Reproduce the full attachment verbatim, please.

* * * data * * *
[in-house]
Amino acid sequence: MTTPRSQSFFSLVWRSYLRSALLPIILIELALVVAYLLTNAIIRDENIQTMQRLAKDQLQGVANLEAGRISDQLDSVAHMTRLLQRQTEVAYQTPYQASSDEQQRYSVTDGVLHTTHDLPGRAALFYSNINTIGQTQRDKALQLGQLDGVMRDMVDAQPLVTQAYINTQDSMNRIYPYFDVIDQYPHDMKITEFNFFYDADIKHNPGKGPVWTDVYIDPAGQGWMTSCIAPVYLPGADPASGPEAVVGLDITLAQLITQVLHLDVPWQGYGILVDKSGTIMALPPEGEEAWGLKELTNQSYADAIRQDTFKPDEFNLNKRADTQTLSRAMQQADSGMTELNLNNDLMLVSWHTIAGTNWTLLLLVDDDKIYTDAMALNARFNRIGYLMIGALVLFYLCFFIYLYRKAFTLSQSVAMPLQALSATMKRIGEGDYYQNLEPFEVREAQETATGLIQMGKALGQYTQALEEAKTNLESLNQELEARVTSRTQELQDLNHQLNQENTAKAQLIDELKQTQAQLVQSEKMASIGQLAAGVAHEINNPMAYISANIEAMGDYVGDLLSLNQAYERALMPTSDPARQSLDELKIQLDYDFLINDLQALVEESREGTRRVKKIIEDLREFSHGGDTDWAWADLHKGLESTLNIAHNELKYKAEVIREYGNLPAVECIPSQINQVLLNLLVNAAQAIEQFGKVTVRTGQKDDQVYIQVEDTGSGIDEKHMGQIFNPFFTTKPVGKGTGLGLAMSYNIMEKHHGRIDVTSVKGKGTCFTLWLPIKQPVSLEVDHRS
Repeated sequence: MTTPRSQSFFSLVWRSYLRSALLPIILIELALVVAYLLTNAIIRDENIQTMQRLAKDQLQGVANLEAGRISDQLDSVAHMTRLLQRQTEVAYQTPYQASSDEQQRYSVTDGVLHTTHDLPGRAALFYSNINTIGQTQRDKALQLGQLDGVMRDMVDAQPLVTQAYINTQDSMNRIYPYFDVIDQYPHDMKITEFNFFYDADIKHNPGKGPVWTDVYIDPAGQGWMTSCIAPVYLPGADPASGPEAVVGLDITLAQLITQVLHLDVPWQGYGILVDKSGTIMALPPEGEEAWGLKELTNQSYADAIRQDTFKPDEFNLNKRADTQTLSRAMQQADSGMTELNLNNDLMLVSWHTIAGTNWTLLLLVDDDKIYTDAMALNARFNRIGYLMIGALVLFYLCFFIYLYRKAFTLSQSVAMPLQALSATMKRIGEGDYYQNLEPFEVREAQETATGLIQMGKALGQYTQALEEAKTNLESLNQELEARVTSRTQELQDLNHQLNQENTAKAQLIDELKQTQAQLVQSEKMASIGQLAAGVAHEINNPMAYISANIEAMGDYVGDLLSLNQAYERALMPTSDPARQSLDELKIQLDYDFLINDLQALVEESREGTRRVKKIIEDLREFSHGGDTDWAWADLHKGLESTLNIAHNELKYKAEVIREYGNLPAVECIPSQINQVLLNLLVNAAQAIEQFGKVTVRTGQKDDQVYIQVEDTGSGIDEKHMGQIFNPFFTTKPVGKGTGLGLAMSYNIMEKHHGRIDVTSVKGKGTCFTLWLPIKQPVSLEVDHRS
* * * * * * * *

[in-house]
Amino acid sequence: MTTPRSQSFFSLVWRSYLRSALLPIILIELALVVAYLLTNAIIRDENIQTMQRLAKDQLQGVANLEAGRISDQLDSVAHMTRLLQRQTEVAYQTPYQASSDEQQRYSVTDGVLHTTHDLPGRAALFYSNINTIGQTQRDKALQLGQLDGVMRDMVDAQPLVTQAYINTQDSMNRIYPYFDVIDQYPHDMKITEFNFFYDADIKHNPGKGPVWTDVYIDPAGQGWMTSCIAPVYLPGADPASGPEAVVGLDITLAQLITQVLHLDVPWQGYGILVDKSGTIMALPPEGEEAWGLKELTNQSYADAIRQDTFKPDEFNLNKRADTQTLSRAMQQADSGMTELNLNNDLMLVSWHTIAGTNWTLLLLVDDDKIYTDAMALNARFNRIGYLMIGALVLFYLCFFIYLYRKAFTLSQSVAMPLQALSATMKRIGEGDYYQNLEPFEVREAQETATGLIQMGKALGQYTQALEEAKTNLESLNQELEARVTSRTQELQDLNHQLNQENTAKAQLIDELKQTQAQLVQSEKMASIGQLAAGVAHEINNPMAYISANIEAMGDYVGDLLSLNQAYERALMPTSDPARQSLDELKIQLDYDFLINDLQALVEESREGTRRVKKIIEDLREFSHGGDTDWAWADLHKGLESTLNIAHNELKYKAEVIREYGNLPAVECIPSQINQVLLNLLVNAAQAIEQFGKVTVRTGQKDDQVYIQVEDTGSGIDEKHMGQIFNPFFTTKPVGKGTGLGLAMSYNIMEKHHGRIDVTSVKGKGTCFTLWLPIKQPVSLEVDHRS
Repeated sequence: MTTPRSQSFFSLVWRSYLRSALLPIILIELALVVAYLLTNAIIRDENIQTMQRLAKDQLQGVANLEAGRISDQLDSVAHMTRLLQRQTEVAYQTPYQASSDEQQRYSVTDGVLHTTHDLPGRAALFYSNINTIGQTQRDKALQLGQLDGVMRDMVDAQPLVTQAYINTQDSMNRIYPYFDVIDQYPHDMKITEFNFFYDADIKHNPGKGPVWTDVYIDPAGQGWMTSCIAPVYLPGADPASGPEAVVGLDITLAQLITQVLHLDVPWQGYGILVDKSGTIMALPPEGEEAWGLKELTNQSYADAIRQDTFKPDEFNLNKRADTQTLSRAMQQADSGMTELNLNNDLMLVSWHTIAGTNWTLLLLVDDDKIYTDAMALNARFNRIGYLMIGALVLFYLCFFIYLYRKAFTLSQSVAMPLQALSATMKRIGEGDYYQNLEPFEVREAQETATGLIQMGKALGQYTQALEEAKTNLESLNQELEARVTSRTQELQDLNHQLNQENTAKAQLIDELKQTQAQLVQSEKMASIGQLAAGVAHEINNPMAYISANIEAMGDYVGDLLSLNQAYERALMPTSDPARQSLDELKIQLDYDFLINDLQALVEESREGTRRVKKIIEDLREFSHGGDTDWAWADLHKGLESTLNIAHNELKYKAEVIREYGNLPAVECIPSQINQVLLNLLVNAAQAIEQFGKVTVRTGQKDDQVYIQVEDTGSGIDEKHMGQIFNPFFTTKPVGKGTGLGLAMSYNIMEKHHGRIDVTSVKGKGTCFTLWLPIKQPVSLEVDHRS